Just one of the standard cardboard bankers boxes can contain dozens, if not hundreds, of artifacts, each wrapped in brown paper and labeled with a unique artifact ID. Though they’ve all been recorded in a logbook alongside a one-line description, unwrapping each one is like opening a birthday present because you don’t know exactly what you’ll get.
“It’s an excavation of boxes,” says Lori Thompson (M.A. ’16), assistant laboratory director at New South Associates.
With roots that stretch back to the 1830s, Atlanta began with little design or forethought as a sleepy settlement at the end of Georgia’s Western & Atlantic Railroad. Down on the far side of the tracks, it picked up the name “Terminus” and later incorporated as Atlanta in 1847.
Anchored by nothing more than a milepost and a railroad crossing, it quickly sprouted into a boosterish, slapdash town of factories, taverns and tenements in neighborhoods with names like Slabtown and Snake Nation. But after just 17 years, the entire city burned to the ground during the Civil War.
It has continuously reinvented itself ever since, evolving from a dense trolley town to a sprawling metropolis of interstates and high rises. Now the heart of the nation’s 10th largest metropolitan area, it has often been willing to raze historic structures and even entire districts to make way for new developments.
But thanks to a Georgia State project from the 1970s, that pattern was broken — at least for a moment.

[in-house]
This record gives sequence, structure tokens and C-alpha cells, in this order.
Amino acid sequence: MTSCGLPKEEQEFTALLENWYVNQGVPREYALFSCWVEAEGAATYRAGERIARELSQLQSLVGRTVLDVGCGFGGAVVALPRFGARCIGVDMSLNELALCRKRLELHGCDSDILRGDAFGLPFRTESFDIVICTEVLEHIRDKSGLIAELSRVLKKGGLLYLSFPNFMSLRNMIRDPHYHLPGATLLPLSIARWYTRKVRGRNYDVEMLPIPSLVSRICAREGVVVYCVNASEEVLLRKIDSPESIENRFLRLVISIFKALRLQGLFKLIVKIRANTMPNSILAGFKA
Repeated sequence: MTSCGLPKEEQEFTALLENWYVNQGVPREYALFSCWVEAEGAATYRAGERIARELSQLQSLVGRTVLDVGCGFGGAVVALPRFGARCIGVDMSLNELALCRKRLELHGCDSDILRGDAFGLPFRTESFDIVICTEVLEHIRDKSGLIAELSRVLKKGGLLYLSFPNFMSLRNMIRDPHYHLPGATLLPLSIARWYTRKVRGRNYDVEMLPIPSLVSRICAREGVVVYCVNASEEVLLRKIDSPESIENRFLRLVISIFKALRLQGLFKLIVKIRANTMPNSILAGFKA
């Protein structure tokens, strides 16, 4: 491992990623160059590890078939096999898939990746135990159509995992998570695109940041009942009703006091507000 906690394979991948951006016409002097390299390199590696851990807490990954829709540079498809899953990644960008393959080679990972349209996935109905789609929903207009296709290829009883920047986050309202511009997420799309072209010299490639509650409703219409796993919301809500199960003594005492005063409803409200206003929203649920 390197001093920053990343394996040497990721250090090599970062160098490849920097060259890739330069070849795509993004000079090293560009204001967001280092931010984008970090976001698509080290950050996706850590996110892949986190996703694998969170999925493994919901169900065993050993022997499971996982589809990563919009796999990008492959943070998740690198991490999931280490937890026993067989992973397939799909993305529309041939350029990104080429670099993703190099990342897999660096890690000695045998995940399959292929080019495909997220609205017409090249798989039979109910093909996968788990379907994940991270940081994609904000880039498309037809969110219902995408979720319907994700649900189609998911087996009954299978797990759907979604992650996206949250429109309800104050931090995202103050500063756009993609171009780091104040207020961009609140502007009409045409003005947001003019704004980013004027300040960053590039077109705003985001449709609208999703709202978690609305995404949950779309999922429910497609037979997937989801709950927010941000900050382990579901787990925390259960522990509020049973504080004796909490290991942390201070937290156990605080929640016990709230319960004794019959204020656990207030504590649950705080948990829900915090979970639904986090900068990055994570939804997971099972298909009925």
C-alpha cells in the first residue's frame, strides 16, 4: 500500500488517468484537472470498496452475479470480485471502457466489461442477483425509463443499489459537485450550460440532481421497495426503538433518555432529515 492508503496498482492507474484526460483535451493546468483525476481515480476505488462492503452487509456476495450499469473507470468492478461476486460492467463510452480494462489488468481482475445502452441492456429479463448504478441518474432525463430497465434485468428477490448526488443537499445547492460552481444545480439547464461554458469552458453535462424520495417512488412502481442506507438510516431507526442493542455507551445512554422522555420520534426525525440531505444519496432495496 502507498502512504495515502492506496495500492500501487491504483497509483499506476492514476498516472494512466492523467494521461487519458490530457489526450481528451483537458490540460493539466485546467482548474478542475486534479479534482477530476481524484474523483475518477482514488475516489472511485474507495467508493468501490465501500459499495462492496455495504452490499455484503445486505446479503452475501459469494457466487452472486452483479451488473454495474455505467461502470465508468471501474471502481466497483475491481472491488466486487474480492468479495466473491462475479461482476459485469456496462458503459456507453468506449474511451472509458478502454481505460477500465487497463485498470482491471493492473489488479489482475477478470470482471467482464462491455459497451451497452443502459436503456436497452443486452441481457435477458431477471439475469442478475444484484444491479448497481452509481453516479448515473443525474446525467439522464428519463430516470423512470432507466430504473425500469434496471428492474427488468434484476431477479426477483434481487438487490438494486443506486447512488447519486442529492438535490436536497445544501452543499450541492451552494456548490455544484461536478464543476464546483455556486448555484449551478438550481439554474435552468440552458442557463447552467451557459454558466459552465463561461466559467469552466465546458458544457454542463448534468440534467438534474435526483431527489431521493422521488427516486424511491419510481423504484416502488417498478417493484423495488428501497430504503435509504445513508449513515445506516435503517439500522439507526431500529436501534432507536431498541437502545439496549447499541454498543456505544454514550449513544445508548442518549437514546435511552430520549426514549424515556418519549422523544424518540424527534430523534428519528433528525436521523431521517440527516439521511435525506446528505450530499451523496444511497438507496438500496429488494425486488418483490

By the 1960s, a century after Union forces torched every block, the population had grown large enough that a rapid transit system became necessary. MARTA was established in 1965.
Around the same time, the National Historic Preservation Act of 1966 was signed into law, requiring projects with federal funding to take into consideration their impact on historic or archaeological sites. According to Glover, the act created the industry of “cultural resource management” in the U.S.
A few years later, the Archaeological and Historic Preservation Act became law in 1974, which obligated agencies that received federal funding to preserve historical and archeological data that might otherwise get lost or destroyed.
The construction of MARTA was one of the first major urban projects to take advantage of the two preservation acts, giving archaeologists the opportunity to survey and excavate miles of Atlanta dirt, rich with buried relics, for the first time.
Built where homes, taverns and dumps once stood, where Confederates and Federals once waged war, the MARTA lines would start at the city’s center near Five Points. From there, they’d run in the four cardinal directions to follow the paths set by the early railroads that spawned Terminus.
Tasked with completing 13.7 miles of heavy rail and opening 17 stations by 1980, MARTA broke ground and started laying track in February 1975, a year after the agency demolished the first house in the train’s path. Under pressure from the new federal legislation, MARTA contracted with Georgia State in 1976 to conduct archaeological surveys during the demolition and construction phases.